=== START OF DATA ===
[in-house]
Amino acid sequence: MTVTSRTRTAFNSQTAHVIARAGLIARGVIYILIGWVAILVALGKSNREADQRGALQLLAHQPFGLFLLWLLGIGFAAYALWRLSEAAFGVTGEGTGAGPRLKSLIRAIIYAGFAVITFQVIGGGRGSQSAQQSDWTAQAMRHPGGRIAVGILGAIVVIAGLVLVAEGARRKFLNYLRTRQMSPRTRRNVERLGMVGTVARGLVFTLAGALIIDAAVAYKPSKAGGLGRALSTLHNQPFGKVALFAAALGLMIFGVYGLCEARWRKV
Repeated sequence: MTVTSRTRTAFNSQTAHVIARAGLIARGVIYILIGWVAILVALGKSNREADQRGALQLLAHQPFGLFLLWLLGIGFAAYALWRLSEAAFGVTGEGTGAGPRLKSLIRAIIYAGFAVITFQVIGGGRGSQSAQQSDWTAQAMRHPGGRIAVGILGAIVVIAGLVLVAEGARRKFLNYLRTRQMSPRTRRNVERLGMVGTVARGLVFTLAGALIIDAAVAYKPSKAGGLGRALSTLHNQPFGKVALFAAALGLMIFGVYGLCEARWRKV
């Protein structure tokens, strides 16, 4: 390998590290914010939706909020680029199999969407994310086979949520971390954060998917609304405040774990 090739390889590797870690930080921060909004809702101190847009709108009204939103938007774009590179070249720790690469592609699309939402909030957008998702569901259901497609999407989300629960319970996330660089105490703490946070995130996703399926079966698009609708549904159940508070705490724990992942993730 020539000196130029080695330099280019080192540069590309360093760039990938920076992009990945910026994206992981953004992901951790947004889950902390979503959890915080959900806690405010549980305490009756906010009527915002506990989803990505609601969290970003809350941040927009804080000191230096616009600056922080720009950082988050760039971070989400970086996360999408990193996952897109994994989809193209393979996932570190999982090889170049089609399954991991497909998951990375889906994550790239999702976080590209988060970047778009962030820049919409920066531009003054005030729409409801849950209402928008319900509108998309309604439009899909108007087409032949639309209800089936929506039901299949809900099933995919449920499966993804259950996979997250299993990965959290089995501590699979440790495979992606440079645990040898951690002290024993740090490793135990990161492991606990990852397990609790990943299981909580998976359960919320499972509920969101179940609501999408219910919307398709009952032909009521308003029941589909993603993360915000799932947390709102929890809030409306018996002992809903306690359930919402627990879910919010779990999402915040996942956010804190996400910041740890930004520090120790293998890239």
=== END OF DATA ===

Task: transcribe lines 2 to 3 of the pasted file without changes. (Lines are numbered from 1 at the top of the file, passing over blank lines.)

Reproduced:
Amino acid sequence: MTVTSRTRTAFNSQTAHVIARAGLIARGVIYILIGWVAILVALGKSNREADQRGALQLLAHQPFGLFLLWLLGIGFAAYALWRLSEAAFGVTGEGTGAGPRLKSLIRAIIYAGFAVITFQVIGGGRGSQSAQQSDWTAQAMRHPGGRIAVGILGAIVVIAGLVLVAEGARRKFLNYLRTRQMSPRTRRNVERLGMVGTVARGLVFTLAGALIIDAAVAYKPSKAGGLGRALSTLHNQPFGKVALFAAALGLMIFGVYGLCEARWRKV
Repeated sequence: MTVTSRTRTAFNSQTAHVIARAGLIARGVIYILIGWVAILVALGKSNREADQRGALQLLAHQPFGLFLLWLLGIGFAAYALWRLSEAAFGVTGEGTGAGPRLKSLIRAIIYAGFAVITFQVIGGGRGSQSAQQSDWTAQAMRHPGGRIAVGILGAIVVIAGLVLVAEGARRKFLNYLRTRQMSPRTRRNVERLGMVGTVARGLVFTLAGALIIDAAVAYKPSKAGGLGRALSTLHNQPFGKVALFAAALGLMIFGVYGLCEARWRKV